The University of Virginia Library is offering visitors a high-tech look at the Declaration of Independence.
The permanent exhibit, "Declaring Independence: Creating and Recreating America's Document," features a new Microsoft Surface computing platform that responds to human touch.
Rick Reifenstein is the library computer support engineer at the Mary and David Harrison Institute at the university. He said Microsoft Surface provides a hands-on look at letters, paintings and documents from the time when America declared its independence.
"It makes it alive. It makes it something that's tangible to them not something that's happened in the past."
With a stroke of a finger visitors can move and touch the scanned images.
"It's turned out the be a great teaching tool because we can have people gathered around the table and show them this material in a way that's not harmful for the material," said Reifenstein.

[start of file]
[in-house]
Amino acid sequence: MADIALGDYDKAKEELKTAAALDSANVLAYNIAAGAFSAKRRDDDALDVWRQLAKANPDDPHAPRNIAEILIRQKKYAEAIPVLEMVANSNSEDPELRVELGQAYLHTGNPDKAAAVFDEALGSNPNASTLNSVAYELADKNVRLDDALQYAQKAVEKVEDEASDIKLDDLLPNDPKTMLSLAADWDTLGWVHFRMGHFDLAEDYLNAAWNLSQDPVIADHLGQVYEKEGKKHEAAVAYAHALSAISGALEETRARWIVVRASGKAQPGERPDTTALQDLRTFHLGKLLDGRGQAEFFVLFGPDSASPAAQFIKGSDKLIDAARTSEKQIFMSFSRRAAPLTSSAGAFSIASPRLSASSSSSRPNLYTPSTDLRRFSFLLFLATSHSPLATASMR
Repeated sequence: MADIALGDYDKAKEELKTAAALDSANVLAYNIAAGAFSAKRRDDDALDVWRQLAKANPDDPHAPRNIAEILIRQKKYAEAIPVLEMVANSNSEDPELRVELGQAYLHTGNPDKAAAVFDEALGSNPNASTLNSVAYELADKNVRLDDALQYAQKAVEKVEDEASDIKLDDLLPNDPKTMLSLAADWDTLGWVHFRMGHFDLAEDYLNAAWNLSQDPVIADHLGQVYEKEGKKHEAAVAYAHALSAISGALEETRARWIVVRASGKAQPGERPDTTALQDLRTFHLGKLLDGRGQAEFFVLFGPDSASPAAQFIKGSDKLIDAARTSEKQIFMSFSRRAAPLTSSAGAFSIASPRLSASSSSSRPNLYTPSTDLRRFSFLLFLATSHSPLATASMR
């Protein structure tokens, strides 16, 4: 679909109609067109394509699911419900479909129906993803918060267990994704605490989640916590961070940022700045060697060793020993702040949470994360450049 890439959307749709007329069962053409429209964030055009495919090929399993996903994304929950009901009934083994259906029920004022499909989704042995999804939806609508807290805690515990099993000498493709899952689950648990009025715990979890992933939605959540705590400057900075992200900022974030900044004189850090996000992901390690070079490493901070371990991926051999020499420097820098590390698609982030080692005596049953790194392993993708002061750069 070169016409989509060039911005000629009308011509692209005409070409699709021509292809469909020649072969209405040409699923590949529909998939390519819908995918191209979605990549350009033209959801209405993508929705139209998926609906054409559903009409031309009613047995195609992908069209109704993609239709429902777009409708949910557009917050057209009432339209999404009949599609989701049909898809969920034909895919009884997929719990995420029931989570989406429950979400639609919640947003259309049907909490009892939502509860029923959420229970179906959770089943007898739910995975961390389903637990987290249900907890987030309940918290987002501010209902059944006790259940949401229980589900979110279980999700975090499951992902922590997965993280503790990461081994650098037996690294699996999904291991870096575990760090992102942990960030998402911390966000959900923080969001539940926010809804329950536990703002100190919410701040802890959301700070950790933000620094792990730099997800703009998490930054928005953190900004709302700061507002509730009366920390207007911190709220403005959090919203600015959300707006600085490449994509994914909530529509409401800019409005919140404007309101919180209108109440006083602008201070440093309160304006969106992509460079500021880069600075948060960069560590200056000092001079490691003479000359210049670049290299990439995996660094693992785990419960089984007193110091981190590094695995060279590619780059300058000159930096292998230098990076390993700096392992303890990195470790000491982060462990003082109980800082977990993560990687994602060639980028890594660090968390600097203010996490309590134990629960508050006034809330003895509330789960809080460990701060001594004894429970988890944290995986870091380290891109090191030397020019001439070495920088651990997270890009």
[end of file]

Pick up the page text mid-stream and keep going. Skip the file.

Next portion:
Behind a protective glass are original letters written by Thomas Jefferson, John Adams and Caesar Rodney. Using Microsoft Surface, visitors can get a closer look at them and even see what's written on the back side of Caesar Rodney's letter.
Microsoft Surface allows you to zoom in and out, making it easier to see small signatures in great detail. Users can also look at the first printings of the Declaration of Independence in newspapers from the time period.
"You can see how it looks the London chronicle, you can see how it looks in a period newspaper in Philadelphia which is unique because before and after the important document for us, are ads for watches and sugar and coffee, and it gives you a good snapshot of the time period," said Reifenstein.
The exhibit will open on July 04. Admission is free.